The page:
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“The truth does not reveal itself to idle spectators.” (Crawford, 2009)

When considering if a school is Data Powerful, we should reflect on this thought and ask ourselves “Are we Reactive or Proactive with Data?”.  A quick summary of debate would lead me to suggest that there are vast similarities but some very powerful differences between the two.

Being Data Powerful is not the ability to produce reports, statistics or comparisons. It is not identifying trends or tracking progress. It is not calculating gender attainment or summarising subject performance. Being Data Powerful is much deeper. It is a practise that leads to teachers knowing every pupil’s starting point in a series of progressive learning objectives; learning objectives which have been carefully considered to ensure a constant level of challenge for pupils of all abilities from the very start of every lesson. To view it from a more strategic level, the truly Data Powerful schools will have complete collective efficacy and belief from all stakeholders in this approach and a unified commitment to using data to adjust teaching, curriculum and community mindsets.

I include pupils in the word ‘stakeholders’ deliberately to show how a school can develop Pupil Assessment Capability. A common misconception is that the term means training pupils to pass an exam or to reach a high attainment level. This is when it is important to remind ourselves about the true nature of our profession; learning IS NOT achievement.  An Assessment Capable pupil will know exactly where they are in their learning, where they are going and how they are going to get there. They will be resilient and resourceful. They will be self-aware and transparent and they will be open to scrutiny because they not only recognise the learning process as more important than attainment, they will believe it. They will be able to reflect on their strengths and areas for development honestly and without being afraid of failure.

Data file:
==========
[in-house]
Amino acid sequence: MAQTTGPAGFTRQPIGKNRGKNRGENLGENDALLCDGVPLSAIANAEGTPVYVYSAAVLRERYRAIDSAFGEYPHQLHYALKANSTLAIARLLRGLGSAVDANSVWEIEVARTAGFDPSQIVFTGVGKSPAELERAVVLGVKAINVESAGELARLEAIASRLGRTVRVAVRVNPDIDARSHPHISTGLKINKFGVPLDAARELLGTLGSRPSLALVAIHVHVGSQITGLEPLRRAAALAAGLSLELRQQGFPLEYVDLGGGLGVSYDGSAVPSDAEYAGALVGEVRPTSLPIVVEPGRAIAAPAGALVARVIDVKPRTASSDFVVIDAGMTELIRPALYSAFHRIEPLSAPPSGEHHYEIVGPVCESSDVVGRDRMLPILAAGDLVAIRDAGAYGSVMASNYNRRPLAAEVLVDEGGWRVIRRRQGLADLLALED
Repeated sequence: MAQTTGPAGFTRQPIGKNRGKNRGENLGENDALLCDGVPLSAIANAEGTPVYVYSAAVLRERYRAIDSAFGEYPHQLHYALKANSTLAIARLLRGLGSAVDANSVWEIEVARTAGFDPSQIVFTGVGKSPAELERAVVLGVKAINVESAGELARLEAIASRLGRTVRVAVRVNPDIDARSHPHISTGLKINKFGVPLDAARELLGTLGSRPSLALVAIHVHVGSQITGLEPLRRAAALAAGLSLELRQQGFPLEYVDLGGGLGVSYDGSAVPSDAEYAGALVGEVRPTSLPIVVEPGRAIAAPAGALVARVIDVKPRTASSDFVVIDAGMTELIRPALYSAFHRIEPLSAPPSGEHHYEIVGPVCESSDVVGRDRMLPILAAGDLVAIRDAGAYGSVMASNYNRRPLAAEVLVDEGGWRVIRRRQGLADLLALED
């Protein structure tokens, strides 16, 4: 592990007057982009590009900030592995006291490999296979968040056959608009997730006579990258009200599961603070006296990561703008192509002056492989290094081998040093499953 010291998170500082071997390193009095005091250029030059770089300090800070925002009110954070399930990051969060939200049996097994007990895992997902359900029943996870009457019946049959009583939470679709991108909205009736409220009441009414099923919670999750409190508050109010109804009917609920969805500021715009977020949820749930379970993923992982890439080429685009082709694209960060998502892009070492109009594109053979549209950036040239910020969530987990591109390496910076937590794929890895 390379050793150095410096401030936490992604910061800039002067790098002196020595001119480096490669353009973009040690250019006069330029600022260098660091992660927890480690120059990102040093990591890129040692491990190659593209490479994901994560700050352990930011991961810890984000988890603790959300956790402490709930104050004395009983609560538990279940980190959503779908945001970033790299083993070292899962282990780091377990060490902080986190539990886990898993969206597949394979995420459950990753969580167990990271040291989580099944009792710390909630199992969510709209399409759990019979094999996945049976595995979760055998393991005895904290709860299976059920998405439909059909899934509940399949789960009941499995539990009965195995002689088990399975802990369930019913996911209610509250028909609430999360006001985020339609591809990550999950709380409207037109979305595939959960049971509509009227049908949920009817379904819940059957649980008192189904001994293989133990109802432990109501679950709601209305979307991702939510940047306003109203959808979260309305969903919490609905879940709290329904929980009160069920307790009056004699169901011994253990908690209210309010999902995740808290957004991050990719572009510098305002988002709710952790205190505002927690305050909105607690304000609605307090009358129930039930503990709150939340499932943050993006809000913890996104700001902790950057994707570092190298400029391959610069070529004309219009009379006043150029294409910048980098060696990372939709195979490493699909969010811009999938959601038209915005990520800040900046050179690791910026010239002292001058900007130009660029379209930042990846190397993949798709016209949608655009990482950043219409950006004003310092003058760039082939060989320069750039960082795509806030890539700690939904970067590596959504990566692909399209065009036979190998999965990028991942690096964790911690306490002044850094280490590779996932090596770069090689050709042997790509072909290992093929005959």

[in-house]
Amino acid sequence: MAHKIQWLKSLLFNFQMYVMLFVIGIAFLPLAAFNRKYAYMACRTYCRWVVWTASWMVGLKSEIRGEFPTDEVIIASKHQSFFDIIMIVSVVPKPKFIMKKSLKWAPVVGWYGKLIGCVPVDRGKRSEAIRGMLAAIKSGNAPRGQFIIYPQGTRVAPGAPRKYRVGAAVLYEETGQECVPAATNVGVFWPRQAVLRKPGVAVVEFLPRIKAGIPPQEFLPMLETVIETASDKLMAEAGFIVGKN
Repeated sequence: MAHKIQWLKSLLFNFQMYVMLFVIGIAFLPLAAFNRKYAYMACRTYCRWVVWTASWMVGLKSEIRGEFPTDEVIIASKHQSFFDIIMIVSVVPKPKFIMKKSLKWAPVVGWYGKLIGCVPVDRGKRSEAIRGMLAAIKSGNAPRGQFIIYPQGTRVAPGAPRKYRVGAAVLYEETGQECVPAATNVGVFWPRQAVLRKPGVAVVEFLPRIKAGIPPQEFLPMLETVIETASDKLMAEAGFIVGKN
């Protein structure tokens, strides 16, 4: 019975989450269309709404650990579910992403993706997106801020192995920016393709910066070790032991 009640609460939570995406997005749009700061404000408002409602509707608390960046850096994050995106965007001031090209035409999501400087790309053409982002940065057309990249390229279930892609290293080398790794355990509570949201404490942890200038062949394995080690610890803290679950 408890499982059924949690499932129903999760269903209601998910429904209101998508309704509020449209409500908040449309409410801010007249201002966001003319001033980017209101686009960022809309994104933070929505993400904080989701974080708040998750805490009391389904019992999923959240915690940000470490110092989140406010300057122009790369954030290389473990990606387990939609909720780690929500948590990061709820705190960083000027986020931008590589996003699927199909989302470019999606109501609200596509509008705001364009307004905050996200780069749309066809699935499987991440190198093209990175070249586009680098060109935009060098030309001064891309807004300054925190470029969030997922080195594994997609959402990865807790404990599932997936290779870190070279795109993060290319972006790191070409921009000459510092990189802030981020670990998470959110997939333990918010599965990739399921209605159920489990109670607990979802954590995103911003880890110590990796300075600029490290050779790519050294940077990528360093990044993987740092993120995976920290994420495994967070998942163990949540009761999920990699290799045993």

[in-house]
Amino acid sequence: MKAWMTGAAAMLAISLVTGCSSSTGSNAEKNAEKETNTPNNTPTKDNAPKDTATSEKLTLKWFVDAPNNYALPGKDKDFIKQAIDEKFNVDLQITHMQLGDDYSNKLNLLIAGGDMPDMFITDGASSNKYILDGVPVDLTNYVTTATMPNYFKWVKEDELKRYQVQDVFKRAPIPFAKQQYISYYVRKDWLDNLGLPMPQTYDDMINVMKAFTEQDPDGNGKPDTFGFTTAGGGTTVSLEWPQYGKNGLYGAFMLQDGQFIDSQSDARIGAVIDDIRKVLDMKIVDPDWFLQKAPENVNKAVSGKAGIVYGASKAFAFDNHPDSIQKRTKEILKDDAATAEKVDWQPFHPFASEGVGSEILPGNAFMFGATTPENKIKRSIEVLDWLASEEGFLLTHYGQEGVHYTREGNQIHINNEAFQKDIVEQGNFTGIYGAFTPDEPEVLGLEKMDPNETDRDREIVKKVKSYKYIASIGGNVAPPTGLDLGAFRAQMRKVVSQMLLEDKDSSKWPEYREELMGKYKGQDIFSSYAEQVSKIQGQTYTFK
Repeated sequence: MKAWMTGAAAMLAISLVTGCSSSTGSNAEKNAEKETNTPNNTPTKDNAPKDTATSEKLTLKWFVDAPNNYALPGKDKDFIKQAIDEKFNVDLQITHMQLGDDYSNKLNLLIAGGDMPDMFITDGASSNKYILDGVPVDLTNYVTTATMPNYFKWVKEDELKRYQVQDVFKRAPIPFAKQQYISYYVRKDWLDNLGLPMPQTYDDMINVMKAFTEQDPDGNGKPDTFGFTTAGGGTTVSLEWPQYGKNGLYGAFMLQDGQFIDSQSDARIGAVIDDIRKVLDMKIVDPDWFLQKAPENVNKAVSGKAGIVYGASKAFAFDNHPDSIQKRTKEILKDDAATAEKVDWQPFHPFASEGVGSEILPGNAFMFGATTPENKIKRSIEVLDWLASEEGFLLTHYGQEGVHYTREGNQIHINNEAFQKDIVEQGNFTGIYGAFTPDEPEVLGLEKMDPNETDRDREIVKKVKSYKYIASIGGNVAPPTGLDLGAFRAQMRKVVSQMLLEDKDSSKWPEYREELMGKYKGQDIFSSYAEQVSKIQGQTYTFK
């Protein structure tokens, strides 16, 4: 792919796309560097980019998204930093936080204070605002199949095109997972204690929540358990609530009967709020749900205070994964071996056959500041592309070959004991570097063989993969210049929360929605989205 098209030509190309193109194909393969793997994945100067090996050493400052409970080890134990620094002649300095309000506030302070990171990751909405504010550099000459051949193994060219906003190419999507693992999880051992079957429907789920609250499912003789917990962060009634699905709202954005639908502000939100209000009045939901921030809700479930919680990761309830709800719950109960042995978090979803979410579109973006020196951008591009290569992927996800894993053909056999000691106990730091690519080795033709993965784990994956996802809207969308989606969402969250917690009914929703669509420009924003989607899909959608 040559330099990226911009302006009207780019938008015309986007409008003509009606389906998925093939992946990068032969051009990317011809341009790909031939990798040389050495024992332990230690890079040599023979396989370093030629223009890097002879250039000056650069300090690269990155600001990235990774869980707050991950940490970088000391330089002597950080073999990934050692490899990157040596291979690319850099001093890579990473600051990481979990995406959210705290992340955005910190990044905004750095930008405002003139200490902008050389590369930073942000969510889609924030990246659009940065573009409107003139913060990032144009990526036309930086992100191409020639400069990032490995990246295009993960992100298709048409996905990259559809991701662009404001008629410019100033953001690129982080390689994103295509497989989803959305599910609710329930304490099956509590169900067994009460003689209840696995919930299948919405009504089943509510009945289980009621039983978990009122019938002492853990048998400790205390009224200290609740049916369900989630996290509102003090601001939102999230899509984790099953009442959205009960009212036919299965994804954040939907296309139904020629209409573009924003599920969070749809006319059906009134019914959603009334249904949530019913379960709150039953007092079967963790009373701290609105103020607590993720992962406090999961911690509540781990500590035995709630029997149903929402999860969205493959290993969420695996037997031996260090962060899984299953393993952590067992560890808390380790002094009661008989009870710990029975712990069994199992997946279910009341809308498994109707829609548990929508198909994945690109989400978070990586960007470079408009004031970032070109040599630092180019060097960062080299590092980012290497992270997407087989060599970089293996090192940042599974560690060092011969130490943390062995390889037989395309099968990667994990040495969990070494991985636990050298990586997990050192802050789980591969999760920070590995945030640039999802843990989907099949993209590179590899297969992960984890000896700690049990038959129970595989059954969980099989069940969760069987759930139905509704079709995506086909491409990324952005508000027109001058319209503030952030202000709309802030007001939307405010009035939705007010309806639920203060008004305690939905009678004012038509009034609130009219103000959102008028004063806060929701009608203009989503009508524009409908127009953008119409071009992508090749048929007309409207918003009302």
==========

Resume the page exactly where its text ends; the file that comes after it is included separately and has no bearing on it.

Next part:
Once this culture is created, pupils will thrive. From Visible Learning, we know that two of the leading practises for impact on pupil learning are a pupil’s high self-expectations and their relationship with their teachers. It is a culture that has to be grown wholeheartedly throughout the whole school community to be fully effective.

Fundamentally, there is no failure in learning. If you still find yourself thinking that there is, perhaps you’ve not fully grasped the concept of Pupil Assessment Capability. Pupils should not be subjects in their own learning; they should be owners of it. They should understand their learning performance and use the information to ask their own questions and make their own decisions. With this culture embedded, and complete collective efficacy, pupils will be ready for a future that is yet to exist.

By: Samuel Holliday: Assistant Head Teacher at Kings’ School Nad Al Sheba